Go ‘inside’ the portrait at Walsh
“Portraiture: Inside Out,” the latest exhibit at the Walsh Gallery, challenges the idea of a portrait as merely a figure’s head and shoulders. In the exhibit, no such image can be found.
The audience must instead look not just at the people portrayed but into those people as well. By looking into the psyches of those portrayed in these pieces, the viewer is able to develop a deeper connection to the artist and the subject presented.
Ruth Ballester, Whitney Fehl and Lauren Thompson, the curators of the exhibit, wrote that “many contemporary artists now seek to expose private identity in a frank and conceptually dynamic manner.”
The artists showcased in Walsh Gallery manage to do this using a variety of different mediums, achieving fascinating results.
Ballester, Fehl and Thompson explained, “In order to effectively reveal the palpable essence of an absent individual, artists must leave room for viewer interpretation; this encourages viewers to become psychologically invested in the art.”
Take, for example, the single channel video installation by Greg Leshe titled “Parts of My Runway.” With this installation it seems as though the artist does not want the viewer to simply stand and stare at an image of him as it moves across a screen; rather, Leshe seems to want the viewer to follow him.
His work of art is not something flat and uninviting but a kind of friendly experience that he wishes to share with the viewer. Viewers should readily engage in the experience immediately after walking into Walsh Gallery.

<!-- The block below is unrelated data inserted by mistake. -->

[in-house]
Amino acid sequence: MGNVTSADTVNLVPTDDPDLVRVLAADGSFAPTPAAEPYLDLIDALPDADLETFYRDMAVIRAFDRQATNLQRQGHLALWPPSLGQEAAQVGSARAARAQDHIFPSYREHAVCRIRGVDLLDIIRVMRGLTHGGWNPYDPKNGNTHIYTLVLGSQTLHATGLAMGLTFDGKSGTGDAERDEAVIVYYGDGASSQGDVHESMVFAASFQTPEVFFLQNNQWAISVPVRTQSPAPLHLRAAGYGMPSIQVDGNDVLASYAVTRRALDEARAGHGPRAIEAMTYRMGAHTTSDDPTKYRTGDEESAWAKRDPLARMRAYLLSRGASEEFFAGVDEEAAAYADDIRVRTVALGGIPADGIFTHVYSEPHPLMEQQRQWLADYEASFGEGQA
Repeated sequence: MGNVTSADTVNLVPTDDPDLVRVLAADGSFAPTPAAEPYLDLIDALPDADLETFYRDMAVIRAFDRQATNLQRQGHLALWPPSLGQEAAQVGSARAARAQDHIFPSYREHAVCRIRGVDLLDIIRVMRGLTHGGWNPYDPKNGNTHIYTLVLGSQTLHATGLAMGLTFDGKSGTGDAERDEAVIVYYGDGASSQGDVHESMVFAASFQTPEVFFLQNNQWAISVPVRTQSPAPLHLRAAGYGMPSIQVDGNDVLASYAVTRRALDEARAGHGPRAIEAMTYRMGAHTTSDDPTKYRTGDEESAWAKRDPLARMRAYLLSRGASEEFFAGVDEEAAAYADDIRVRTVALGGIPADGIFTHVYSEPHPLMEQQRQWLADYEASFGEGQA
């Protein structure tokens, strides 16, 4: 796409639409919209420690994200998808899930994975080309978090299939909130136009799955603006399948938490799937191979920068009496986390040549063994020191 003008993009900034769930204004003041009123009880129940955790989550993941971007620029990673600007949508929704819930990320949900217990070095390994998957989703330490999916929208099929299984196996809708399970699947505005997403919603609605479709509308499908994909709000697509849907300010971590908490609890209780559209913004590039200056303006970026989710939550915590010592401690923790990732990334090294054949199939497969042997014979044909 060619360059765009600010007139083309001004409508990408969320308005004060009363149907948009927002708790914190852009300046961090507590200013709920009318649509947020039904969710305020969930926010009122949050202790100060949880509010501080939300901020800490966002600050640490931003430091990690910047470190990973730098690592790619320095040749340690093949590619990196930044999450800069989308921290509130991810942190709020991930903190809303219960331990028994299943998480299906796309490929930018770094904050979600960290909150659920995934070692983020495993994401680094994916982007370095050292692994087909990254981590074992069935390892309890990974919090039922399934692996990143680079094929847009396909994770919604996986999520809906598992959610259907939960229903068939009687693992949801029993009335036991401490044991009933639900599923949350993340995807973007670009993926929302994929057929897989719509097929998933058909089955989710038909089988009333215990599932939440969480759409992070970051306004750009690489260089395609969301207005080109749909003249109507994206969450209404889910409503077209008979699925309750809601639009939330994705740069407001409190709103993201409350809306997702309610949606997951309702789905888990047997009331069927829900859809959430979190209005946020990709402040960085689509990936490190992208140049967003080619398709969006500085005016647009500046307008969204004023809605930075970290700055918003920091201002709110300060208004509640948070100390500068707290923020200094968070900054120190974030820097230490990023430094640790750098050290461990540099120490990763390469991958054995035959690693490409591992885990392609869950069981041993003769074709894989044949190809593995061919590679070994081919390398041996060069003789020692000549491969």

Yet another engaging piece is Pat Lay’s “Transhuman Personae #11.” This sculpture, made from fired clay, computer parts, cables and wire, seems to send the message that, in today’s world, the person portrayed is almost completely eclipsed by who they are online. Or is Lay’s point that there really is a person behind each webpage?
While the message is open to interpretation, it is clear that Pat Lay’s work is intriguing.
While many of the pieces are quirky and amusing, there are some that are tinged with sadness, and some that are even a bit disturbing.
Ryan Roa’s piece “You Make Me Want to be Better” speaks volumes with a simple mirror covered in red lipstick, while a few of Tonja Torgerson’s pieces seem to show that the subject depicted is hiding its pain.
“Portraiture: Inside Out” is an exhibit that is not only meant to be viewed but to be experienced, and the art displayed not only presents a myriad of emotions but a slew of different ideas about what portraiture really is.
The thoughtful and creative effort put into producing these works cannot only be viewed in a cursory visit, as Jesse Eric Schmidt’s sculpture “Expenditure” goes to show but must be contemplated slowly. One should take the time to observe the different mediums utilized and absorb the different colors and presentations, and soon an understanding of the work can be reached.
The exhibit will be featured at the Walsh Gallery until April 1.
Andrea Aguirre can be reached at firstname.lastname@example.org.